“I think the outsiders are the most interesting,” claims Sophia Lillis when talking about her favorite type of characters. The young actress has already embodied outsiders in the films “It” and “It: Chapter Two”, as well as the coming-of-age series “I Am Not Okay With This.” Now Lillis takes on her most complex outsider role to date in writer/director Alan Ball’s “Uncle Frank.” As the actress explains, the possibilities posed by this kind of role make them “the most fun to play.” Watch the exclusive video interview above.
In this film from Amazon, Lillis portrays Beth. It’s the 1970’s in the South, and Beth feels distant from her family. The one person who understands her is Uncle Frank (Paul Bettany), the black sheep of the clan who lives an exotic-seeming life in New York City. Beth joins her role model in the city when she enrolls in college, but the pair are forced to take a long road trip home when the family patriarch passes away. On the road, the pair bond as they help one another grow.
Lillis admits that she has never been able to change herself in order to fit in with others. So, she used that real life experience to relate to Beth, who learns how to grow into a confident, unique individual over the course of the movie. While the actress loves Beth’s “interesting, quirky personality,” the character’s position as narrator presented some challenges. “It’s almost like a different style of acting,” describes Lillis, noting that narrators are often there to allow “the other actors to tell their story.”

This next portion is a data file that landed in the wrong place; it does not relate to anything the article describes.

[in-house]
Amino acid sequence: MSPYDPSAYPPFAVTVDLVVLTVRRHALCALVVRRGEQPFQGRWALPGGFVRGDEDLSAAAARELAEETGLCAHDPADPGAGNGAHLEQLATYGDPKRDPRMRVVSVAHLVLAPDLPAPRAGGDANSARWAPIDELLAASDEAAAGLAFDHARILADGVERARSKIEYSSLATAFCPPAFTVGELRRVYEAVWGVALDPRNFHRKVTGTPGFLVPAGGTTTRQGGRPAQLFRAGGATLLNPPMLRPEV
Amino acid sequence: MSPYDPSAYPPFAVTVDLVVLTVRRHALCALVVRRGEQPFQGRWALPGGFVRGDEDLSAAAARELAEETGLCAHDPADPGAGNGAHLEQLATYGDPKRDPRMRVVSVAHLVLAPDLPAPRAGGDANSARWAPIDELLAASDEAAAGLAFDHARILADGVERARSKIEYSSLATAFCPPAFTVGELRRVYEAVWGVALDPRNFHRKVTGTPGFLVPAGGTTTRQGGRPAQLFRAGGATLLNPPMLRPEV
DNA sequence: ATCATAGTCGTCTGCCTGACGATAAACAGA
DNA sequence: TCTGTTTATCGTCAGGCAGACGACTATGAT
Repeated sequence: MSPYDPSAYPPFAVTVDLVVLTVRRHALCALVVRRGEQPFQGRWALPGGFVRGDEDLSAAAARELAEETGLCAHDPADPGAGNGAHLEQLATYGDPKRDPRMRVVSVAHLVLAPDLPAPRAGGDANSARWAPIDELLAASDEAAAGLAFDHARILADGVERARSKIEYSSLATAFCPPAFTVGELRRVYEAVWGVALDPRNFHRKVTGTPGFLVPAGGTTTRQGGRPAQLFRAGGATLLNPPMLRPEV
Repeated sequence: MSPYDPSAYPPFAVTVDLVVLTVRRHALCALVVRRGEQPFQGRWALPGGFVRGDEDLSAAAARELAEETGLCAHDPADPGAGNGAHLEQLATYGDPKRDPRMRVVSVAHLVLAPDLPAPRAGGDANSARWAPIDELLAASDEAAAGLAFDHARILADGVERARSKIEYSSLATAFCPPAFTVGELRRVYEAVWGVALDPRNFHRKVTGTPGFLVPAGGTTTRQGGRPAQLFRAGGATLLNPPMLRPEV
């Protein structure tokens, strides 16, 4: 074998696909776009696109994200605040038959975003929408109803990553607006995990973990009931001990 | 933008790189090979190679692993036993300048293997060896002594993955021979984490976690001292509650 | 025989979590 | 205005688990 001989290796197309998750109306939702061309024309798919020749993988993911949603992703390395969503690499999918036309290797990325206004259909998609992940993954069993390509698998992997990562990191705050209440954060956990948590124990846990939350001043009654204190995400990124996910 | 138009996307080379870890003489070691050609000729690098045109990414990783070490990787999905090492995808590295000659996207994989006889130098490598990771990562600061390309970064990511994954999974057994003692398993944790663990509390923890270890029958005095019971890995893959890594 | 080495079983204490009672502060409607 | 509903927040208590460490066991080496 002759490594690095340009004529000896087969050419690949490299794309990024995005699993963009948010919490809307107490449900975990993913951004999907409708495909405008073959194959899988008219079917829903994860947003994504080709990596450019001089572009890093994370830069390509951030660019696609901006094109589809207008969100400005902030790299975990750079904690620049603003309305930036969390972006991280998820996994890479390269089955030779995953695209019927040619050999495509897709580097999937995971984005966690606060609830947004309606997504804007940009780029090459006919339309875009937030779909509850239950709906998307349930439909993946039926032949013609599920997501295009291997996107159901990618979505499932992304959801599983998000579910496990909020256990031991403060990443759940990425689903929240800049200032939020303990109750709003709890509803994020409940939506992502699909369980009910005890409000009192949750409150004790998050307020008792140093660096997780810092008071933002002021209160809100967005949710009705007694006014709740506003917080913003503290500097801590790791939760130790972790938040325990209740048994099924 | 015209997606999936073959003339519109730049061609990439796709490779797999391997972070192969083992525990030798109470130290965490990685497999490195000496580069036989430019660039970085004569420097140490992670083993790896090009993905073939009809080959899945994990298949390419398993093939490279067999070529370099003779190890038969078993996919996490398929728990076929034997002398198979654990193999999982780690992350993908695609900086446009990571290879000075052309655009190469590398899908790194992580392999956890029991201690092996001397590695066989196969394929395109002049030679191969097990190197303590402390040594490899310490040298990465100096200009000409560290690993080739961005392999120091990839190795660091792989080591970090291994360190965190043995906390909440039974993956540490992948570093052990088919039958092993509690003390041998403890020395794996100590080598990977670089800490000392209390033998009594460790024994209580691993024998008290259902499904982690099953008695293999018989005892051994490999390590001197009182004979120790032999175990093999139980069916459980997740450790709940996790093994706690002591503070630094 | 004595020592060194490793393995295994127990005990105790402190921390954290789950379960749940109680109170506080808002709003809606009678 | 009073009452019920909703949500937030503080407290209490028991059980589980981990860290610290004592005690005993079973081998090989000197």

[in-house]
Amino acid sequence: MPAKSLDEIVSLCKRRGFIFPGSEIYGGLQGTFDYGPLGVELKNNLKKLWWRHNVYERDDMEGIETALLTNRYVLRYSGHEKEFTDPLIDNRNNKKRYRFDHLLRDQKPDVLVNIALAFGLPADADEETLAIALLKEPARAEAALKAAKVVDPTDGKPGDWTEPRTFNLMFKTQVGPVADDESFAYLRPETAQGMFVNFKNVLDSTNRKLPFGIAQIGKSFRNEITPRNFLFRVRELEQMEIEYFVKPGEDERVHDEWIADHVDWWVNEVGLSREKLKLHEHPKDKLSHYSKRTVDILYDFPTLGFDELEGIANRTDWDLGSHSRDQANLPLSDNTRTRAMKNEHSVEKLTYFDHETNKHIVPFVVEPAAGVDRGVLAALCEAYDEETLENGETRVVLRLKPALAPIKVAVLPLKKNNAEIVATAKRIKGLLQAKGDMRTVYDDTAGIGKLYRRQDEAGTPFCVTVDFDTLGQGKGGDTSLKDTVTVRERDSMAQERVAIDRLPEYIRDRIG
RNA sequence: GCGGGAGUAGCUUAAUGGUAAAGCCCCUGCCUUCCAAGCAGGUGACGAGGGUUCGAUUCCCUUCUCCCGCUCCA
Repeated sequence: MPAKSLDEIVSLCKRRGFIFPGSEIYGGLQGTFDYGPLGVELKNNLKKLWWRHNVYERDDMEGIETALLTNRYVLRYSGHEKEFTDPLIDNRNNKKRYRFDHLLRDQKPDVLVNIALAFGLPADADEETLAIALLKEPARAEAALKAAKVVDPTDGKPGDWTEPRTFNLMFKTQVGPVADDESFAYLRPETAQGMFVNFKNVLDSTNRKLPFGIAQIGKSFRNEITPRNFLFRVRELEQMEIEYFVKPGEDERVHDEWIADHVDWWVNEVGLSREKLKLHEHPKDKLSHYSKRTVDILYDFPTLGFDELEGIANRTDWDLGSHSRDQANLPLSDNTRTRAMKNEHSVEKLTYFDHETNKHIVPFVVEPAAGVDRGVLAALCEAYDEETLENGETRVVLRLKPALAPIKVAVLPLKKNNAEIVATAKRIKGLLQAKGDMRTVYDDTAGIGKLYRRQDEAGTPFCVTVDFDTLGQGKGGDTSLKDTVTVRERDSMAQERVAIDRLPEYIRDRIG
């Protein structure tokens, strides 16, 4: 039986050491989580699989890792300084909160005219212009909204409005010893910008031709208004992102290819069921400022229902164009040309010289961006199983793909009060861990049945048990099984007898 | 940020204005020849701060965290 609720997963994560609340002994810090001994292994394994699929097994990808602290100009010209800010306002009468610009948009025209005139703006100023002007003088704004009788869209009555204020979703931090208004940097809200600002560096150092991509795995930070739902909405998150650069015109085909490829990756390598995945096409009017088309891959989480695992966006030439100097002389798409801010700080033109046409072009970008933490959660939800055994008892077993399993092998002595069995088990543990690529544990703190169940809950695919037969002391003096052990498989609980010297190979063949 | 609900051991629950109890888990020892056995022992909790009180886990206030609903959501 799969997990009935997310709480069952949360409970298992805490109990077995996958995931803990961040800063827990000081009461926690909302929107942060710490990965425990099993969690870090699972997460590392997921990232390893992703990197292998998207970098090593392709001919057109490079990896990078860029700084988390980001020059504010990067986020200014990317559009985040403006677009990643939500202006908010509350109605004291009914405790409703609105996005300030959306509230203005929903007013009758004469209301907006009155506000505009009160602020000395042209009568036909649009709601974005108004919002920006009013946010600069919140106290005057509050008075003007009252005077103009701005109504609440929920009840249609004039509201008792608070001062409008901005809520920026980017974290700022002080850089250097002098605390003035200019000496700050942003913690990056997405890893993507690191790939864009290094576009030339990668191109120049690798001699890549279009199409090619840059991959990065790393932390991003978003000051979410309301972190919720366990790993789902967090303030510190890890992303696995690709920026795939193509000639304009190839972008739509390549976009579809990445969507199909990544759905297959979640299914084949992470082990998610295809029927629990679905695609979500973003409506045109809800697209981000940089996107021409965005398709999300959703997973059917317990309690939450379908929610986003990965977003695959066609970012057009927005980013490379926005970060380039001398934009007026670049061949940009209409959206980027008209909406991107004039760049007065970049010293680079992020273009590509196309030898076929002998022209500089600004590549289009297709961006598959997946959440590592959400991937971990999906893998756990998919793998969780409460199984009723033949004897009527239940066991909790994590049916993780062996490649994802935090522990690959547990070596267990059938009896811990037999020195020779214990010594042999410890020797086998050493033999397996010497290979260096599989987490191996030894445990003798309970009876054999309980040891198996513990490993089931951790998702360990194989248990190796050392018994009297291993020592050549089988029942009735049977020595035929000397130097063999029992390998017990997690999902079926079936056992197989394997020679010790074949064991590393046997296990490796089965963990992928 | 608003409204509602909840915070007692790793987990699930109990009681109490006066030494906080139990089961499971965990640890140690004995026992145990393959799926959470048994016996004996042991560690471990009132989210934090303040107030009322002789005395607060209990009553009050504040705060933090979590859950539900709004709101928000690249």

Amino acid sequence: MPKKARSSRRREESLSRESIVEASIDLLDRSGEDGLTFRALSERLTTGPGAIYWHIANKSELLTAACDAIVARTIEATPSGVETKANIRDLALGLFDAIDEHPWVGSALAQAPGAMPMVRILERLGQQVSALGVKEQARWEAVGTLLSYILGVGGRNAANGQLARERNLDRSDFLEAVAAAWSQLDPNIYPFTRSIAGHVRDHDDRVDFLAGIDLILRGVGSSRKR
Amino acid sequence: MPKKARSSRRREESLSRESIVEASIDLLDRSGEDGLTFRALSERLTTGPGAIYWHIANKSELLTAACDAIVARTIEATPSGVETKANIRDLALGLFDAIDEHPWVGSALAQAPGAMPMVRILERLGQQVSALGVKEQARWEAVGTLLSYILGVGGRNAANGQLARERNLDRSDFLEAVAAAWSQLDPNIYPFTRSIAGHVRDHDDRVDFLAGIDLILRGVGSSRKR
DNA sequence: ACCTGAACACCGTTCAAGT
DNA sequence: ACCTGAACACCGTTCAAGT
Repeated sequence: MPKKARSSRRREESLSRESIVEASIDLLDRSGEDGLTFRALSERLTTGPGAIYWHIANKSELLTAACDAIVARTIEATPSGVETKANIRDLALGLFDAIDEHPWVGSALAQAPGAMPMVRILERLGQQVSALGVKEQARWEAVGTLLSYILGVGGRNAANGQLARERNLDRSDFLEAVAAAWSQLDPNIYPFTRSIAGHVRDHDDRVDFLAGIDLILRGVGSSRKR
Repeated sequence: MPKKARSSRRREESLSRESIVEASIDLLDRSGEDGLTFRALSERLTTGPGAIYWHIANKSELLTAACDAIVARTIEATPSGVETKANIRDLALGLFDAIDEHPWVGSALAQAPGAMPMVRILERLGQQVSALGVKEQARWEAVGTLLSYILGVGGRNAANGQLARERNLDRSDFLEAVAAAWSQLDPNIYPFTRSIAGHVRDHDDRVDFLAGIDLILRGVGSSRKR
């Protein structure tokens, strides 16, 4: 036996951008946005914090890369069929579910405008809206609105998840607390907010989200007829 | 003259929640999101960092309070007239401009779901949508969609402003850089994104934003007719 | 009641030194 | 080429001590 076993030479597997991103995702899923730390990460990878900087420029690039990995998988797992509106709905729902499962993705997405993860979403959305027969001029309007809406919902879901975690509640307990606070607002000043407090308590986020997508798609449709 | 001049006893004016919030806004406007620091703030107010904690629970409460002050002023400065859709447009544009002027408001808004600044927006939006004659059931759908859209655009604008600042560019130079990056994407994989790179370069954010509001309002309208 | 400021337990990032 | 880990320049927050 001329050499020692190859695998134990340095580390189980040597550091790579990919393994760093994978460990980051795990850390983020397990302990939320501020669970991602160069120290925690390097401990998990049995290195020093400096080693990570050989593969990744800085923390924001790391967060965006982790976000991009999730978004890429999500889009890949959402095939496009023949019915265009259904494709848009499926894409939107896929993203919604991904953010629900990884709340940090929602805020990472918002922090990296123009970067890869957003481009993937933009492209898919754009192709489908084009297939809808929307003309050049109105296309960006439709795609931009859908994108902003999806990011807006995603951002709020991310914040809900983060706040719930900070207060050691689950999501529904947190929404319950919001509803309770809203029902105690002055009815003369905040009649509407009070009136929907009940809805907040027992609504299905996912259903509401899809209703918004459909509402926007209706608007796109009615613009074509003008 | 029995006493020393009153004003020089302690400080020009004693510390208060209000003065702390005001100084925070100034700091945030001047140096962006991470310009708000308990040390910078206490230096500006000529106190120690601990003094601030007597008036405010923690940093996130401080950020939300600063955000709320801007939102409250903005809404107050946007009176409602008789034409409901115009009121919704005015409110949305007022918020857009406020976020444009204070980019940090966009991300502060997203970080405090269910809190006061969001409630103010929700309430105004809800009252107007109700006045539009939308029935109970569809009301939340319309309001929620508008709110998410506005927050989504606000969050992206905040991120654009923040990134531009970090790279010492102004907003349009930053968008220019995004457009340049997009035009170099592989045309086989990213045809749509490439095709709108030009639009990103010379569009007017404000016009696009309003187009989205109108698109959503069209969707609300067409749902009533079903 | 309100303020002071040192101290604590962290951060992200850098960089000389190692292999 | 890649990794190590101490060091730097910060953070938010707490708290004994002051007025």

If one of Beth’s primary traits is to observe, the person she soaks in the most is Frank. Lillis and Bettany create a thrilling dynamic on screen as Frank mentors and cares for Beth. “Our relationship was sort of similar,” admits Lillis of the performers’ real life interactions. “I looked up to him,” she says, and treated their scenes together as major learning experiences. “To work side by side with Paul Bettany… I kind of felt, you know, I have to kick it up!”
The actress was definitely able to turn up the acting chops in a particularly memorable scene near the film’s conclusion. Frank shocks Beth by turning to alcohol and depression when confronted by having to face demons from his past. Beth suddenly sees Frank in a realistic way, “instead of this glorified version of him.” She takes everything she’s learned from him regarding becoming your own person, and launches into a passionate plea for Frank to remember his own advice. “She was growing up,” explains Lillis of this pivotal moment, “I tried to grow up alongside her.”
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